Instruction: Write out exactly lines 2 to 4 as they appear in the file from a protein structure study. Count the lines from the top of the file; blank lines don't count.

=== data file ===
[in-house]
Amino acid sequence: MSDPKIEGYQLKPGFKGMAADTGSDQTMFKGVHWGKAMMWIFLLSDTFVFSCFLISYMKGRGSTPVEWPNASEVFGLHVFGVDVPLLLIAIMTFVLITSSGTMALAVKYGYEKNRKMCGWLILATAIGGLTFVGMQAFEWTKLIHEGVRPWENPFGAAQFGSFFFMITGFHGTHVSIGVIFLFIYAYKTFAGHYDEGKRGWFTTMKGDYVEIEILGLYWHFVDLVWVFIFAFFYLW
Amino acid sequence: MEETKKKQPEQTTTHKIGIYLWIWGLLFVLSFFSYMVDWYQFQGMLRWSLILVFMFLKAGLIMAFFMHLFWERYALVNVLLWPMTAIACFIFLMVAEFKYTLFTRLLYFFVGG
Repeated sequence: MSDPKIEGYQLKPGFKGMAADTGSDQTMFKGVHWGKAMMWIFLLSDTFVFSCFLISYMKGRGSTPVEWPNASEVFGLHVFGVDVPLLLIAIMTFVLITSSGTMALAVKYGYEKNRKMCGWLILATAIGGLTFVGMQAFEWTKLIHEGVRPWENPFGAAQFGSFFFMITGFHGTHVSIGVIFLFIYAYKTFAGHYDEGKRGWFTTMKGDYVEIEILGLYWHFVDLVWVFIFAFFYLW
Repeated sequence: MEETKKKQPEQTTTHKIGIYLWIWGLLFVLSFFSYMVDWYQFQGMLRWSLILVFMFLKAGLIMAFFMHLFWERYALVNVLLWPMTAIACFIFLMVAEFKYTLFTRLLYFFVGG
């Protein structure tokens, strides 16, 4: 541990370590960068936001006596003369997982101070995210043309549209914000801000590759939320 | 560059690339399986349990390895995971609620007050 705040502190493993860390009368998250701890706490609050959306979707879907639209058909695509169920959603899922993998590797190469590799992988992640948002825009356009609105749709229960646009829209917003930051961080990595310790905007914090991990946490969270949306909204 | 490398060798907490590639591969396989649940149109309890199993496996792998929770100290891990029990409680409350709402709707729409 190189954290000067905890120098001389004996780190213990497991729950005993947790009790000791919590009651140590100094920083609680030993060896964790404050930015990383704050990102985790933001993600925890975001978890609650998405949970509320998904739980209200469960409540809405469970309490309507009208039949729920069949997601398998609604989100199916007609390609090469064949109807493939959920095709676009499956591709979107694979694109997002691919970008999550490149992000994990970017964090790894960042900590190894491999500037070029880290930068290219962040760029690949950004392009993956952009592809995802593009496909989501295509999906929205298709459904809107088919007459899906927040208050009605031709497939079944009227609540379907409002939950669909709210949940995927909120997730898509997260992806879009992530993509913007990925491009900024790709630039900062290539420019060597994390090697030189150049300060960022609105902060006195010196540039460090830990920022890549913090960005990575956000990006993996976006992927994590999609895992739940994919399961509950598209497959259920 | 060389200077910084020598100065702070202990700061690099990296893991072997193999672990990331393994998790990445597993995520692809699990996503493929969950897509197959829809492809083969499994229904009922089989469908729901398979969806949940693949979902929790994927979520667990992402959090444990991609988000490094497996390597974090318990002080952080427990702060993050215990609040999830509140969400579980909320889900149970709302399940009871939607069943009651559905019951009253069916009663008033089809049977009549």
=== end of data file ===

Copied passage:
Amino acid sequence: MSDPKIEGYQLKPGFKGMAADTGSDQTMFKGVHWGKAMMWIFLLSDTFVFSCFLISYMKGRGSTPVEWPNASEVFGLHVFGVDVPLLLIAIMTFVLITSSGTMALAVKYGYEKNRKMCGWLILATAIGGLTFVGMQAFEWTKLIHEGVRPWENPFGAAQFGSFFFMITGFHGTHVSIGVIFLFIYAYKTFAGHYDEGKRGWFTTMKGDYVEIEILGLYWHFVDLVWVFIFAFFYLW
Amino acid sequence: MEETKKKQPEQTTTHKIGIYLWIWGLLFVLSFFSYMVDWYQFQGMLRWSLILVFMFLKAGLIMAFFMHLFWERYALVNVLLWPMTAIACFIFLMVAEFKYTLFTRLLYFFVGG
Repeated sequence: MSDPKIEGYQLKPGFKGMAADTGSDQTMFKGVHWGKAMMWIFLLSDTFVFSCFLISYMKGRGSTPVEWPNASEVFGLHVFGVDVPLLLIAIMTFVLITSSGTMALAVKYGYEKNRKMCGWLILATAIGGLTFVGMQAFEWTKLIHEGVRPWENPFGAAQFGSFFFMITGFHGTHVSIGVIFLFIYAYKTFAGHYDEGKRGWFTTMKGDYVEIEILGLYWHFVDLVWVFIFAFFYLW